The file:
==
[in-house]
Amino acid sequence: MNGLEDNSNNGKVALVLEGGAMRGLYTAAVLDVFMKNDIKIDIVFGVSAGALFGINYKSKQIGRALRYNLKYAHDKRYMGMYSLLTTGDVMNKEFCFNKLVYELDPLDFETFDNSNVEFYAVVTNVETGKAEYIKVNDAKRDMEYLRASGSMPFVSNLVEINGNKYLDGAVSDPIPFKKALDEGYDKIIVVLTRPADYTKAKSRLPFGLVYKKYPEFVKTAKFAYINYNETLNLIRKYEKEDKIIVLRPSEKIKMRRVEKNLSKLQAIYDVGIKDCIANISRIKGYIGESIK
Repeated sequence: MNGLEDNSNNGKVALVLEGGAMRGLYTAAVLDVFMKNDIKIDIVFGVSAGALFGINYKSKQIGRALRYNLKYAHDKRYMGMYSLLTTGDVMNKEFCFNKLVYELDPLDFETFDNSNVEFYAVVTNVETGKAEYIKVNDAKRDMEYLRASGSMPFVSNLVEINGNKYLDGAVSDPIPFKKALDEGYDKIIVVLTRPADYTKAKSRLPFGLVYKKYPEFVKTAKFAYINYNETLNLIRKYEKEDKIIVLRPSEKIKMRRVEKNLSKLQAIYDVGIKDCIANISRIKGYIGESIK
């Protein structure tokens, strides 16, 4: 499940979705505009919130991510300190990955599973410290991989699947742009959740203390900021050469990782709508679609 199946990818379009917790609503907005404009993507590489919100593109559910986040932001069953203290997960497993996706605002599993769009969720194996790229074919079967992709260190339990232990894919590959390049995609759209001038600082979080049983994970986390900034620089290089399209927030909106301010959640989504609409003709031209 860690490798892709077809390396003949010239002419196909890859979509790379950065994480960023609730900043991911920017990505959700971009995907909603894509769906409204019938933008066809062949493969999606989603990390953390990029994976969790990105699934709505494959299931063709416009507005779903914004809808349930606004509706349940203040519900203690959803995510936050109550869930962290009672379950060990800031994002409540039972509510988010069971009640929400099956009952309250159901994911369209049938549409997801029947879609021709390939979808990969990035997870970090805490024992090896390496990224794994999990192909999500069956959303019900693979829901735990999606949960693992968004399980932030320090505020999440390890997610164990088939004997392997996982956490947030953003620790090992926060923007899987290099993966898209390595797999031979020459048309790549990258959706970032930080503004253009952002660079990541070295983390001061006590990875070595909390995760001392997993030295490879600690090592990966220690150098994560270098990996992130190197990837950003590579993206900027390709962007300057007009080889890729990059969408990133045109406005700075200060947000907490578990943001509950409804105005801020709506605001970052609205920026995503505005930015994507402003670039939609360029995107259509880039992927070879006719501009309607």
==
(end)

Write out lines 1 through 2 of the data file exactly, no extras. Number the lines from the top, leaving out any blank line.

[in-house]
Amino acid sequence: MNGLEDNSNNGKVALVLEGGAMRGLYTAAVLDVFMKNDIKIDIVFGVSAGALFGINYKSKQIGRALRYNLKYAHDKRYMGMYSLLTTGDVMNKEFCFNKLVYELDPLDFETFDNSNVEFYAVVTNVETGKAEYIKVNDAKRDMEYLRASGSMPFVSNLVEINGNKYLDGAVSDPIPFKKALDEGYDKIIVVLTRPADYTKAKSRLPFGLVYKKYPEFVKTAKFAYINYNETLNLIRKYEKEDKIIVLRPSEKIKMRRVEKNLSKLQAIYDVGIKDCIANISRIKGYIGESIK